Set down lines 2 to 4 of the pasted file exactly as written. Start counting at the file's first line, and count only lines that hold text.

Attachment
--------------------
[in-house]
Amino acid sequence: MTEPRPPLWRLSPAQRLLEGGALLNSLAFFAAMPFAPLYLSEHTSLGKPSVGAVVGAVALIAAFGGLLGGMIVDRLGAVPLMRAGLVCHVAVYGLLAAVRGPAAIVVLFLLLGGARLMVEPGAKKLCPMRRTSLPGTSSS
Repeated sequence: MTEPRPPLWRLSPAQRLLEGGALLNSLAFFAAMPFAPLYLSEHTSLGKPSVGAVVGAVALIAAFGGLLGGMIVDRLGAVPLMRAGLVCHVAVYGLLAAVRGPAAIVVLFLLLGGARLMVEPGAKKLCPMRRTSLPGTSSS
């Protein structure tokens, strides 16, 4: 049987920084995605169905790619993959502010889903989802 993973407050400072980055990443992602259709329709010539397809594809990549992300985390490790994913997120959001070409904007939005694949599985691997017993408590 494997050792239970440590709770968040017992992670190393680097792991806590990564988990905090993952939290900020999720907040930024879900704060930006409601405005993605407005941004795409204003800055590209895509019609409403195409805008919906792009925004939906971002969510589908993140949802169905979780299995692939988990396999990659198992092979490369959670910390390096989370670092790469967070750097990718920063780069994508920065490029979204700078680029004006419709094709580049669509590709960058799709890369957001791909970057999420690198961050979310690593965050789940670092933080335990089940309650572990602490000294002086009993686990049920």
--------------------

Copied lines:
Amino acid sequence: MTEPRPPLWRLSPAQRLLEGGALLNSLAFFAAMPFAPLYLSEHTSLGKPSVGAVVGAVALIAAFGGLLGGMIVDRLGAVPLMRAGLVCHVAVYGLLAAVRGPAAIVVLFLLLGGARLMVEPGAKKLCPMRRTSLPGTSSS
Repeated sequence: MTEPRPPLWRLSPAQRLLEGGALLNSLAFFAAMPFAPLYLSEHTSLGKPSVGAVVGAVALIAAFGGLLGGMIVDRLGAVPLMRAGLVCHVAVYGLLAAVRGPAAIVVLFLLLGGARLMVEPGAKKLCPMRRTSLPGTSSS
């Protein structure tokens, strides 16, 4: 049987920084995605169905790619993959502010889903989802 993973407050400072980055990443992602259709329709010539397809594809990549992300985390490790994913997120959001070409904007939005694949599985691997017993408590 494997050792239970440590709770968040017992992670190393680097792991806590990564988990905090993952939290900020999720907040930024879900704060930006409601405005993605407005941004795409204003800055590209895509019609409403195409805008919906792009925004939906971002969510589908993140949802169905979780299995692939988990396999990659198992092979490369959670910390390096989370670092790469967070750097990718920063780069994508920065490029979204700078680029004006419709094709580049669509590709960058799709890369957001791909970057999420690198961050979310690593965050789940670092933080335990089940309650572990602490000294002086009993686990049920």